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## NetLogo User Community Models

## WHAT IS IT?

This model is an ecological competition model between two species competing for the same resource. In this model, the patches represent a food resource (grass).

The model is an agent-based modelling approach to the competitive interaction of species for a resource, so is an alternative modelling approach to the equation-based Lotka-Volterra competition model [1].

## HOW IT WORKS

There are two types of agent in the model, with type representing species or subspecies. The patches included in the model denote the resource which the species are competing for. Patches can be consumed by the agents, with agents gaining energy and the patch subsequently turning brown. Patches can be regrown. Agents can reproduce and will expire if they run out of energy.

Numbers of each agent type (species) and numbers of consumable patches are plotted as a function of time. Energies of agent can be shown/hidden via the toggle switch.

## HOW TO USE IT

Click the 'set-up' button to initialise the model and 'go' to run the model. Set the parameters for the two species for birth rate (rate of reproduction) and energy gain from consuming the food resource. Initial numbers of the two species and time for resource regeneration can also be set.

## THINGS TO NOTICE

When running the model, the two species can coexist for a time, if no differences between the two occur (i.e the two species are identical). If there are differences between the two species, one of the species will drive the other to extinction. This furthers the principle of an competitive exlusion made by Gause, which states that two species competing for the same resource cannot coexist at constant population values. One will drive the other to extinction, unless the species can find an ecological niche (see [3]).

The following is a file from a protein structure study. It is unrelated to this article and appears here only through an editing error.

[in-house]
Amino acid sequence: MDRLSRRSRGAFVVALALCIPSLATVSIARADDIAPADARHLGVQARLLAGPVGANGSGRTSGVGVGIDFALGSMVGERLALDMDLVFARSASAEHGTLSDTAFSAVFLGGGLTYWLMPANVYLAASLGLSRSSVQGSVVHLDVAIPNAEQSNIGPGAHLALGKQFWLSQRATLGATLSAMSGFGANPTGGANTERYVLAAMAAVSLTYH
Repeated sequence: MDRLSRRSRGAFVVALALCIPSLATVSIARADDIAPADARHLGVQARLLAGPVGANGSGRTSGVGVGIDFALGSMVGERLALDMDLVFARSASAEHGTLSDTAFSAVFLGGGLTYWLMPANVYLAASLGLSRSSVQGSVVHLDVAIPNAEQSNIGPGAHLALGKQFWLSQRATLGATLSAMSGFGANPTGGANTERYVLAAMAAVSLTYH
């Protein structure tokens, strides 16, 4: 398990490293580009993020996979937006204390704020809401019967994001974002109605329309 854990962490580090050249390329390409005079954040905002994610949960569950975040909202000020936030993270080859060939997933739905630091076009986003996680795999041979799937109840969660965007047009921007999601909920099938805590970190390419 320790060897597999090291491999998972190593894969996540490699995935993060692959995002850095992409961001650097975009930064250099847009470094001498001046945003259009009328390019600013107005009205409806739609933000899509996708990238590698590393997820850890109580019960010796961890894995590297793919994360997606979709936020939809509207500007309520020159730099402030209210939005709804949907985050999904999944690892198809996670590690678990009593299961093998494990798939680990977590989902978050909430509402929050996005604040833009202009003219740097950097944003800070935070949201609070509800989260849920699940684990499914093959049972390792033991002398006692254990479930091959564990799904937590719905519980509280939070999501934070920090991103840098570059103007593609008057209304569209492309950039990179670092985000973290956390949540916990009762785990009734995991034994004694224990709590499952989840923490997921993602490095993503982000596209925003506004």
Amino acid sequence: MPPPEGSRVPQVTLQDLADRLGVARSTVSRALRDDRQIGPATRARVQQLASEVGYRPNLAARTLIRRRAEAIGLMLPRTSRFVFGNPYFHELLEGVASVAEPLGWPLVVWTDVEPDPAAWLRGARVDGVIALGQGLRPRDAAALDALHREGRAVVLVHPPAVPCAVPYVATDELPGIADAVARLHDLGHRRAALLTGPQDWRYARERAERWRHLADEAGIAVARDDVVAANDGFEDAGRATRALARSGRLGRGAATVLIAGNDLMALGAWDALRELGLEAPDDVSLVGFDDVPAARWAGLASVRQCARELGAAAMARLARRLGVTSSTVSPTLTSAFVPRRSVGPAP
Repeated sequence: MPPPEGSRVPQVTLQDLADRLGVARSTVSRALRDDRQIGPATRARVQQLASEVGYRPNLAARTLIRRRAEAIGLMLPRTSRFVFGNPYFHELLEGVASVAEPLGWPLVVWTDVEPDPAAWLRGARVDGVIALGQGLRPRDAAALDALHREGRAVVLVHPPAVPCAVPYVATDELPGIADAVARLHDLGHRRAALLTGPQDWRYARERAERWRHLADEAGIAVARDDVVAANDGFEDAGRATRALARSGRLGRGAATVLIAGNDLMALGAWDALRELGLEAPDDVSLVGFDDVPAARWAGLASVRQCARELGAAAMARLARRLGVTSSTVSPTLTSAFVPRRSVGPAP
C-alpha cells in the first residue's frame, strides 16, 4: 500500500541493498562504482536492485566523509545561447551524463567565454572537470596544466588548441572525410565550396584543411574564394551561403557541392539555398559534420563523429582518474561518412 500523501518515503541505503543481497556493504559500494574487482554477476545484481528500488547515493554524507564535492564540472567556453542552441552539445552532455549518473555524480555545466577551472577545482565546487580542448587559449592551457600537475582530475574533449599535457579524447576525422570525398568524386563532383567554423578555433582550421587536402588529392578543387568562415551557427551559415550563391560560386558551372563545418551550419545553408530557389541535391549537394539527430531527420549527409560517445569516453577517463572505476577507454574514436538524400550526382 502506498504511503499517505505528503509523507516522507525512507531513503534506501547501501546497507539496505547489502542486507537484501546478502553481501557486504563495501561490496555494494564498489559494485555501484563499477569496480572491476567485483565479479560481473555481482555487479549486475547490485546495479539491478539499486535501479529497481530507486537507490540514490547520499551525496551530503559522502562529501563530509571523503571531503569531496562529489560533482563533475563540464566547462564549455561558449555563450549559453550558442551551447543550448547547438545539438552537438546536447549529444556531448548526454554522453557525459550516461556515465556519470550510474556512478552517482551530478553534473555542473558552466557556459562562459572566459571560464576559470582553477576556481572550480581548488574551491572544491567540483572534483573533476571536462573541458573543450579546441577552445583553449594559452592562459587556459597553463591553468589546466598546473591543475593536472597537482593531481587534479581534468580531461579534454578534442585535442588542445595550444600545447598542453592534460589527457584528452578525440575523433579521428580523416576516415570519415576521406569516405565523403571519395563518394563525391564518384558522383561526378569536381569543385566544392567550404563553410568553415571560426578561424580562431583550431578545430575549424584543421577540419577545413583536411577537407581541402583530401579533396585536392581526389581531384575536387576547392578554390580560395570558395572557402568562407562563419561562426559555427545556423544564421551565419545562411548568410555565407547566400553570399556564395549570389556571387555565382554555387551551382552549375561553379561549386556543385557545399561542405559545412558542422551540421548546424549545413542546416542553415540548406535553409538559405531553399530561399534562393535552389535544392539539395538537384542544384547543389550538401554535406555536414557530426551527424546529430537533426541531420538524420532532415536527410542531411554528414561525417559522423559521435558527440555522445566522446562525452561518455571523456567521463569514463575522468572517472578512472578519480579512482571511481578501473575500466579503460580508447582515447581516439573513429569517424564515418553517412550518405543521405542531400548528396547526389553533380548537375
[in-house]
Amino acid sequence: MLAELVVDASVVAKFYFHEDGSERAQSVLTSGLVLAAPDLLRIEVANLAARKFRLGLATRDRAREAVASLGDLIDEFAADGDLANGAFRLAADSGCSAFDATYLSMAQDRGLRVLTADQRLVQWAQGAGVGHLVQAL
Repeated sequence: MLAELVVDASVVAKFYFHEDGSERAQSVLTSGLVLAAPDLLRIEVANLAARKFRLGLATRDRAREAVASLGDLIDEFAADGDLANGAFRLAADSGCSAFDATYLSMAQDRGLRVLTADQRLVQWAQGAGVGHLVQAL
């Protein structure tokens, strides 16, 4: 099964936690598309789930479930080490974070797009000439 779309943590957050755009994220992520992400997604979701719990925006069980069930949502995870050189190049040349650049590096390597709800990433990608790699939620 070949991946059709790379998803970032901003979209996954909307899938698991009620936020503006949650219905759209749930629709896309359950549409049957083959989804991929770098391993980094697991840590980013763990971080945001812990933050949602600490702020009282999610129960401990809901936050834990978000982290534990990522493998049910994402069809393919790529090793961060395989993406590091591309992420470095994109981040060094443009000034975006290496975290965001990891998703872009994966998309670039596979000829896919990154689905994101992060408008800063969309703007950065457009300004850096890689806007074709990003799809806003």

Notice that the numbers of the two species fluctuate with the numbers of consumable patches. The carrying capacity is the total number of agents that the food resource can support.

## THINGS TO TRY

The model can be tested with different initial conditions. Can coexistence occur? Does patch regrowth rate effect the outcome.

## NETLOGO FEATURES

A key aspect of the model is that neither of the species gets priority when consuming the resource. If the behaviours had been done systematically, this would have given a species preferential treatment, meaning that species would always win. We use and agentset to randomise the order of actions at each timestep.

## RELATED MODELS

This model is an adaptation of the Wolf-Sheep model created by Wilensky [2], included in the NetLogo model library, which defined a predator-prey relationship - another model of interacting species.

## CREDITS AND REFERENCES
[1] A.J. Lotka. 1925. Elements of Physical Biology. Williams and Wilkins, Baltimore.

[2] Wilensky, U. (1997). NetLogo Wolf Sheep Predation model. http://ccl.northwestern.edu/netlogo/models/WolfSheepPredation. Center for Connected Learning and Computer-Based Modeling, Northwestern University, Evanston, IL.
https://ccl.northwestern.edu/netlogo/models/WolfSheepPredation